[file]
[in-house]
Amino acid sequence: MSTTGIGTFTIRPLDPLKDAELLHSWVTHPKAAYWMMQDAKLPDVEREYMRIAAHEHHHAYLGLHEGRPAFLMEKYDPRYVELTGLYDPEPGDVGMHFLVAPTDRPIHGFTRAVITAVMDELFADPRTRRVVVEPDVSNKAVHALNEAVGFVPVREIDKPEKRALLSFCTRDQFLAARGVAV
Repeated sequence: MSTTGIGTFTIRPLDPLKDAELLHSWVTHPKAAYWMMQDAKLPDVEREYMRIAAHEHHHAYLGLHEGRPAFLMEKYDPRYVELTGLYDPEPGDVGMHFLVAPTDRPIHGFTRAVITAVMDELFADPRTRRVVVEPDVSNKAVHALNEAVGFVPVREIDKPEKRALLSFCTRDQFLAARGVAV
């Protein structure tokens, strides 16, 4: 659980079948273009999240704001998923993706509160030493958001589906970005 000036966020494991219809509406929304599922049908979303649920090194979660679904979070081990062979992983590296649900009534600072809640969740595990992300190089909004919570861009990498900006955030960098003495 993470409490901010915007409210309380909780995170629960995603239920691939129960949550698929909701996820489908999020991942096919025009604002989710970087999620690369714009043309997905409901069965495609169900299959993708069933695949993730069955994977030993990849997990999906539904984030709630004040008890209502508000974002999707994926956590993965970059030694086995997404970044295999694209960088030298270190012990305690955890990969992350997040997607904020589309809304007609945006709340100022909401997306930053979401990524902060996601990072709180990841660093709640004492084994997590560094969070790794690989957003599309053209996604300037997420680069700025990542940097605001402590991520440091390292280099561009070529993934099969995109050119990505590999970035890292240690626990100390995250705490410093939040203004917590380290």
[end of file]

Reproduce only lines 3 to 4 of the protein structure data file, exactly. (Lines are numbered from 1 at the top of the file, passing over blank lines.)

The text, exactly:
Repeated sequence: MSTTGIGTFTIRPLDPLKDAELLHSWVTHPKAAYWMMQDAKLPDVEREYMRIAAHEHHHAYLGLHEGRPAFLMEKYDPRYVELTGLYDPEPGDVGMHFLVAPTDRPIHGFTRAVITAVMDELFADPRTRRVVVEPDVSNKAVHALNEAVGFVPVREIDKPEKRALLSFCTRDQFLAARGVAV
């Protein structure tokens, strides 16, 4: 659980079948273009999240704001998923993706509160030493958001589906970005 000036966020494991219809509406929304599922049908979303649920090194979660679904979070081990062979992983590296649900009534600072809640969740595990992300190089909004919570861009990498900006955030960098003495 993470409490901010915007409210309380909780995170629960995603239920691939129960949550698929909701996820489908999020991942096919025009604002989710970087999620690369714009043309997905409901069965495609169900299959993708069933695949993730069955994977030993990849997990999906539904984030709630004040008890209502508000974002999707994926956590993965970059030694086995997404970044295999694209960088030298270190012990305690955890990969992350997040997607904020589309809304007609945006709340100022909401997306930053979401990524902060996601990072709180990841660093709640004492084994997590560094969070790794690989957003599309053209996604300037997420680069700025990542940097605001402590991520440091390292280099561009070529993934099969995109050119990505590999970035890292240690626990100390995250705490410093939040203004917590380290």